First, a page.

Hip Hop Tuesday brings together kids, police officers in Austin community
CHICAGO (CBS) -- For some kids on Chicago's West Side, every Tuesday means a date with Chicago Police for a tutoring program.
As CBS 2's Jermont Terry reported, the Hip Hop Tuesday program creates community by bringing together cops and kids.
A lot goes on at the Austin (15th) District police station, 5701 W. Madison St. But once a week, Officer Will Martinez helps transform a section of the police station into a kid zone.
"We're here every Tuesday for the last four and half years," Martinez said.
"Officer Will - he's really fun. He's cool," said Aidan Sturgent.
Youngsters like Aidan rush right in.
"He hopped in the car today – he was like, 'Just take me the police station,'" said Aidan's mom, Antinisha Sturgent.
It was a complete about-face from a year ago. Aidan's mother recalls why she first brought her 11-year-old son to the West Side station.
"My son was giving me problems," she said, adding that she brought him top the station, "to be talked to - and they explained to me they have a program for kids."
That program is Hip Hop Tuesday.
"Hip Hop Tuesday is another way to bring the children in and let them see us than more than just figures of authority," said Austin District Cmdr. Andre Parham.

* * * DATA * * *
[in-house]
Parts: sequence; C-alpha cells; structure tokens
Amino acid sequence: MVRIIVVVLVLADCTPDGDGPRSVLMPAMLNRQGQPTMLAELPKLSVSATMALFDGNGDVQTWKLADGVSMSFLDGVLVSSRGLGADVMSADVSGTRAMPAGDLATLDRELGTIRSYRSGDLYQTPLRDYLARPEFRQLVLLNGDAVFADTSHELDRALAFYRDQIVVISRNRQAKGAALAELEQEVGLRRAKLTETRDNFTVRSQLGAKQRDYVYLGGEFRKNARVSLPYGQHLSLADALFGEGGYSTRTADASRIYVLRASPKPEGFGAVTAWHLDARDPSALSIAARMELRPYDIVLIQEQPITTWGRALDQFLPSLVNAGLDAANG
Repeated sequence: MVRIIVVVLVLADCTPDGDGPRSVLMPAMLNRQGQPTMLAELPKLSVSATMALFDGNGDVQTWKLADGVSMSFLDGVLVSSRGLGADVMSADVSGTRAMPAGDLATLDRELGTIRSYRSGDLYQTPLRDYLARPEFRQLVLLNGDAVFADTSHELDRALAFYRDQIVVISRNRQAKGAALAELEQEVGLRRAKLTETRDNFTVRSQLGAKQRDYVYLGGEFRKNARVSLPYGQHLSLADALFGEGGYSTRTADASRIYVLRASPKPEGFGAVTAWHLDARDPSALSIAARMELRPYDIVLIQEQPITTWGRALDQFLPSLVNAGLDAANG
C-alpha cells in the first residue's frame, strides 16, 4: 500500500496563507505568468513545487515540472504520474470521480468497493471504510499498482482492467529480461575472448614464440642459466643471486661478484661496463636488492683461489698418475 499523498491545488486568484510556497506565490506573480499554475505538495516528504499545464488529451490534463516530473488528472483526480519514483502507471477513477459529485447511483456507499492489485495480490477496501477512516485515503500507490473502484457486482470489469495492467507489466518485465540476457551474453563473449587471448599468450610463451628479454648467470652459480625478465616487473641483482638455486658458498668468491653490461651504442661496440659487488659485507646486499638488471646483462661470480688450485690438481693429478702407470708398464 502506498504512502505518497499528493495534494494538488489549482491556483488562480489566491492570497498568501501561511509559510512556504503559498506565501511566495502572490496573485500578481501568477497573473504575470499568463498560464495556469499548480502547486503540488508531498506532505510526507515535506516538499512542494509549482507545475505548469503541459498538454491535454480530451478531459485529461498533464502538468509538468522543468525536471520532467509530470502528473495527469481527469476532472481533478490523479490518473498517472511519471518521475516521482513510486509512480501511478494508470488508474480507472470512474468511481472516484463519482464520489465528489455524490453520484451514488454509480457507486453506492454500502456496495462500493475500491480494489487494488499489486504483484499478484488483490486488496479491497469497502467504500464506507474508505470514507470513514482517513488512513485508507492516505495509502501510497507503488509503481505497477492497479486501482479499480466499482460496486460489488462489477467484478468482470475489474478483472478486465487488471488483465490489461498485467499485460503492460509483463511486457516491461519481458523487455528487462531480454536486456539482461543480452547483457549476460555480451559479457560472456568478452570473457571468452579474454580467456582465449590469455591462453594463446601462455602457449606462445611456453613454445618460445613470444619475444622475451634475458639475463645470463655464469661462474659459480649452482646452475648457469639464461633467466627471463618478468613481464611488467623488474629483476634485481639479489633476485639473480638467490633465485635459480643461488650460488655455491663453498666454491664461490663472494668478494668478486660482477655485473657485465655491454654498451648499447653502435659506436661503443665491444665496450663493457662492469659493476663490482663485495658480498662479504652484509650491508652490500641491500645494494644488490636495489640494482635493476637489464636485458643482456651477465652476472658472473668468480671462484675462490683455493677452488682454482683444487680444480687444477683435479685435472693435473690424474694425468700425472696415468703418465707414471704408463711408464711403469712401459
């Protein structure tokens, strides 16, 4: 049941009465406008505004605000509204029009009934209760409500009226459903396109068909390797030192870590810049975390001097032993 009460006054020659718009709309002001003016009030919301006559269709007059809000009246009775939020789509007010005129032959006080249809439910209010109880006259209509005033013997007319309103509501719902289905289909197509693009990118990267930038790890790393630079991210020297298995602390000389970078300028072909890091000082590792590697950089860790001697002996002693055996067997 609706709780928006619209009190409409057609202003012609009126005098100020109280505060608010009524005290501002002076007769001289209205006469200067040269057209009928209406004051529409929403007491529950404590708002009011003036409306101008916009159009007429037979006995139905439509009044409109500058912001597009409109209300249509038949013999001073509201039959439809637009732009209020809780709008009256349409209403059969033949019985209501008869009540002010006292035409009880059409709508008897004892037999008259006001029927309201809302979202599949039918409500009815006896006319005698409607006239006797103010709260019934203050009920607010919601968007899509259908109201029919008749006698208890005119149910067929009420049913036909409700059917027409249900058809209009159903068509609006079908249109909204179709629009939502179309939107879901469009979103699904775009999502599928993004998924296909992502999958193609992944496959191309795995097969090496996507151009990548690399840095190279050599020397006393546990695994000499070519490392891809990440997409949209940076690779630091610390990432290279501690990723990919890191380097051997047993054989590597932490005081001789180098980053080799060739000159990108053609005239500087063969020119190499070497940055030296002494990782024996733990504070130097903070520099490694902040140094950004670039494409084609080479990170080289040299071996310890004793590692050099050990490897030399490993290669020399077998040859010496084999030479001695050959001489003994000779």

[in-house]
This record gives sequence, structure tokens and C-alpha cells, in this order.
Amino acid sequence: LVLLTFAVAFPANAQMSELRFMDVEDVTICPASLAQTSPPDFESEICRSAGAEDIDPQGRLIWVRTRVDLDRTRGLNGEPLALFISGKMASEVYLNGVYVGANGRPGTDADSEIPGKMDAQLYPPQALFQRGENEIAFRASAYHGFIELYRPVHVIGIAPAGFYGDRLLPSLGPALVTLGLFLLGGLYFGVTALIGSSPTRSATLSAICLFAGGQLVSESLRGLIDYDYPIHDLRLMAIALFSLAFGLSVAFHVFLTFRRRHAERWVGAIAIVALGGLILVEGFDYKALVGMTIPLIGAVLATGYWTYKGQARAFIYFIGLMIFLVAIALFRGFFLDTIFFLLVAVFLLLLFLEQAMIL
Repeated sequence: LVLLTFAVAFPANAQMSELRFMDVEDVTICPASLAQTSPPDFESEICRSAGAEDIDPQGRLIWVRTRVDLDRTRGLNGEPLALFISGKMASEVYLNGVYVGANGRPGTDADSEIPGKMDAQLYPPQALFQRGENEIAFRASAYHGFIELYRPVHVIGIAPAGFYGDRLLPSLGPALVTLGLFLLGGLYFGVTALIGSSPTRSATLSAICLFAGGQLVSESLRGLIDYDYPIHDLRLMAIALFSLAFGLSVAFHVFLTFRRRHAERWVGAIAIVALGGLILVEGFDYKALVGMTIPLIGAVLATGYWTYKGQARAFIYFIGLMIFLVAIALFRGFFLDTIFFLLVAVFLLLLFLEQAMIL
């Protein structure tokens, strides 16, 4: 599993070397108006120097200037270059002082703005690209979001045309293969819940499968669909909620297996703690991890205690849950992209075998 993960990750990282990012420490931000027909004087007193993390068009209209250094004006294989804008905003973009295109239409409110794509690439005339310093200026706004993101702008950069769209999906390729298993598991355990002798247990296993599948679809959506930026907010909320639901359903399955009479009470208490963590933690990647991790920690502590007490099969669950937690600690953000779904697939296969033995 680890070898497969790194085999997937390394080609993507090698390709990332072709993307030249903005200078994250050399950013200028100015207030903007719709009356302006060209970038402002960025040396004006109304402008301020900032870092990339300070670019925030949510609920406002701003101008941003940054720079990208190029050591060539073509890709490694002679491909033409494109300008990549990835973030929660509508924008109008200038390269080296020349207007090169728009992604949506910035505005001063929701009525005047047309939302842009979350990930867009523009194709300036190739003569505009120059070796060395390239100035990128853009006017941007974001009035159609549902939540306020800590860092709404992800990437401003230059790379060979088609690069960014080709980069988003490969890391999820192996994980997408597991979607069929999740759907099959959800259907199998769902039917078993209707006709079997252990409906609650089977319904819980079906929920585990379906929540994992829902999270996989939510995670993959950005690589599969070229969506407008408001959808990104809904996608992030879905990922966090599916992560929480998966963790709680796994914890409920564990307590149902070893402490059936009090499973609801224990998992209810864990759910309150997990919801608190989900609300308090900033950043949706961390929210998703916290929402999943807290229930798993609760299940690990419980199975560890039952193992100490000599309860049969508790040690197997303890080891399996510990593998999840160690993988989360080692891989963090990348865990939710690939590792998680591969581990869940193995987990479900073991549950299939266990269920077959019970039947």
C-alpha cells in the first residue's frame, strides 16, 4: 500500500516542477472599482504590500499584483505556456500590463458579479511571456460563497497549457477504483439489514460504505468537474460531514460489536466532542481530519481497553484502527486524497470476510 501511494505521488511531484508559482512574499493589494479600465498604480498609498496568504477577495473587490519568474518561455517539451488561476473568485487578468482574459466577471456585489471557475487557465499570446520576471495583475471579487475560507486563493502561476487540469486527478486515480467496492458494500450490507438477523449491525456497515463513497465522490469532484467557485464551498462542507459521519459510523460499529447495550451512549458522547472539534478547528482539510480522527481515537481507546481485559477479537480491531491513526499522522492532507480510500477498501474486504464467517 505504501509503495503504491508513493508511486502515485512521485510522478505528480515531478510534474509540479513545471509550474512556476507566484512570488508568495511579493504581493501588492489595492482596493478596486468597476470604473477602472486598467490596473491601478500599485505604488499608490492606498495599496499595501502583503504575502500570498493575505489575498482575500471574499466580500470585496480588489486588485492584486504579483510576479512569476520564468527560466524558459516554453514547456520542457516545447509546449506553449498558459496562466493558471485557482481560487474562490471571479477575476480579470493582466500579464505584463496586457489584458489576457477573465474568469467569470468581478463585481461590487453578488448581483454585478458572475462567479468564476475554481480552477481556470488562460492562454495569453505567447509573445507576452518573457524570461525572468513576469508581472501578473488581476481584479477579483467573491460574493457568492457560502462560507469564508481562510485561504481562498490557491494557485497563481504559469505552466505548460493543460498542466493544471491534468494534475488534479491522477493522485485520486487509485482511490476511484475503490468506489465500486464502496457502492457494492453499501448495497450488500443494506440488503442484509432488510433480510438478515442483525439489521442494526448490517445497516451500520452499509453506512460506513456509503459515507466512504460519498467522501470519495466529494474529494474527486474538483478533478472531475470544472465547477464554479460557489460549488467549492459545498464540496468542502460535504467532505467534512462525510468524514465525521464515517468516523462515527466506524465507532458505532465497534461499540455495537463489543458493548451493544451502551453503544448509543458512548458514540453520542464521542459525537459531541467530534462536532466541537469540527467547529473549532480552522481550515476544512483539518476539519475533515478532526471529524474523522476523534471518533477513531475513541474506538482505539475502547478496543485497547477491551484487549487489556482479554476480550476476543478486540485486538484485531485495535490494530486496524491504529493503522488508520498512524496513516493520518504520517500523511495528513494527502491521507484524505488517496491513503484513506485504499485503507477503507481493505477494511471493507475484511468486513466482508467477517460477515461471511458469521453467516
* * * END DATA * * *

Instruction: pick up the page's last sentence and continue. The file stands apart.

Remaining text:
Homework always comes first at the mentor tutoring program inside the police station.
"After their homework is checked and thoroughly completed, then they have access to the video games; the air hockey," said Officer Martinez.
And that is where the relationships are built.
"I see them as a police officer and a friend, actually," said Aidan.
"Yes, it's wonderful," added his mom. "I'm glad they're changing the narrative."
For just four hours every week, these officers are changing the narrative of how children see cops and their community.
"I interacted with a lot of police officers - and they made a positive impact on my life," Aidan said.
The word is out about what's happening at Hip Hop Tuesday – so much that there is a waiting to join – and those outside of Austin now know what's happening.
"Okay, this is great start - but let's make it bigger," said Andrea Davenport of Meridian Health. "Let's get newer systems and more systems so the kids can enjoy and play."
Meridian Health recently donated $10,000 to help the program expand.
"You can feel the passion and commitment they have to the children in this community," said Meridian Health President Sherry Hursa. "I think that's what wowed me the most."
While some wills ay officers are just playing video games with children, Officer Martinez points out the kids are meeting others in Austin that they tend to avoid.
"They're working together. They don't care what block they cross. They don't care what block they're from. It's more about they're just here to enjoy themselves - and it's a safe place."
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